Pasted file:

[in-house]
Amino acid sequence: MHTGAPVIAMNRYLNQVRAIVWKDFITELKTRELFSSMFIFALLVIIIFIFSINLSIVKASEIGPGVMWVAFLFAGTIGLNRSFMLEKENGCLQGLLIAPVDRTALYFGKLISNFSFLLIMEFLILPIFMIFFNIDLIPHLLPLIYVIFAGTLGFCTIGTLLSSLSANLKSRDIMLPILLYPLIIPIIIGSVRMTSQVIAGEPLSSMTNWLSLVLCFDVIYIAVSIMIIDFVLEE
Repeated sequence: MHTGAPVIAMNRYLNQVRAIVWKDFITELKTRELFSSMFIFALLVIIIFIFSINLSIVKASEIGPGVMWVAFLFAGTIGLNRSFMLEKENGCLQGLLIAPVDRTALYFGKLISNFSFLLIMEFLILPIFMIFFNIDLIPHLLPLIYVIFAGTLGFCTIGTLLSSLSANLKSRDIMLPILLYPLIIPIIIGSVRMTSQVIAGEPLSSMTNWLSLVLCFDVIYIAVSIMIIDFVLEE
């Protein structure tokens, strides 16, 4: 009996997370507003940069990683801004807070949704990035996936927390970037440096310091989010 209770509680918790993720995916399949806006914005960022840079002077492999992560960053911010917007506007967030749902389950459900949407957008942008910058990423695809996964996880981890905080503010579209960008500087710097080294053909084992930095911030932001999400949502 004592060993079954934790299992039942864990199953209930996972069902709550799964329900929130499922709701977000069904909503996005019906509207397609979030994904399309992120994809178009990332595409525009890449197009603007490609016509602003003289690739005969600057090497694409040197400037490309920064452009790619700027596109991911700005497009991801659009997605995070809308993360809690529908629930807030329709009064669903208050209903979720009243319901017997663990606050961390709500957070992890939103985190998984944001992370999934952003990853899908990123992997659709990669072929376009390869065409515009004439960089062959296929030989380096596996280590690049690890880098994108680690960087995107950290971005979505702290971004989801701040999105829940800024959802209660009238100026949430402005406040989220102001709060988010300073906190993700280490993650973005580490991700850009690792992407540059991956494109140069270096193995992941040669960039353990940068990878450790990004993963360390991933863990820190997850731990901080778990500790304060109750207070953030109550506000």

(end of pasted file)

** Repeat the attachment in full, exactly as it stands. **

[in-house]
Amino acid sequence: MHTGAPVIAMNRYLNQVRAIVWKDFITELKTRELFSSMFIFALLVIIIFIFSINLSIVKASEIGPGVMWVAFLFAGTIGLNRSFMLEKENGCLQGLLIAPVDRTALYFGKLISNFSFLLIMEFLILPIFMIFFNIDLIPHLLPLIYVIFAGTLGFCTIGTLLSSLSANLKSRDIMLPILLYPLIIPIIIGSVRMTSQVIAGEPLSSMTNWLSLVLCFDVIYIAVSIMIIDFVLEE
Repeated sequence: MHTGAPVIAMNRYLNQVRAIVWKDFITELKTRELFSSMFIFALLVIIIFIFSINLSIVKASEIGPGVMWVAFLFAGTIGLNRSFMLEKENGCLQGLLIAPVDRTALYFGKLISNFSFLLIMEFLILPIFMIFFNIDLIPHLLPLIYVIFAGTLGFCTIGTLLSSLSANLKSRDIMLPILLYPLIIPIIIGSVRMTSQVIAGEPLSSMTNWLSLVLCFDVIYIAVSIMIIDFVLEE
């Protein structure tokens, strides 16, 4: 009996997370507003940069990683801004807070949704990035996936927390970037440096310091989010 209770509680918790993720995916399949806006914005960022840079002077492999992560960053911010917007506007967030749902389950459900949407957008942008910058990423695809996964996880981890905080503010579209960008500087710097080294053909084992930095911030932001999400949502 004592060993079954934790299992039942864990199953209930996972069902709550799964329900929130499922709701977000069904909503996005019906509207397609979030994904399309992120994809178009990332595409525009890449197009603007490609016509602003003289690739005969600057090497694409040197400037490309920064452009790619700027596109991911700005497009991801659009997605995070809308993360809690529908629930807030329709009064669903208050209903979720009243319901017997663990606050961390709500957070992890939103985190998984944001992370999934952003990853899908990123992997659709990669072929376009390869065409515009004439960089062959296929030989380096596996280590690049690890880098994108680690960087995107950290971005979505702290971004989801701040999105829940800024959802209660009238100026949430402005406040989220102001709060988010300073906190993700280490993650973005580490991700850009690792992407540059991956494109140069270096193995992941040669960039353990940068990878450790990004993963360390991933863990820190997850731990901080778990500790304060109750207070953030109550506000």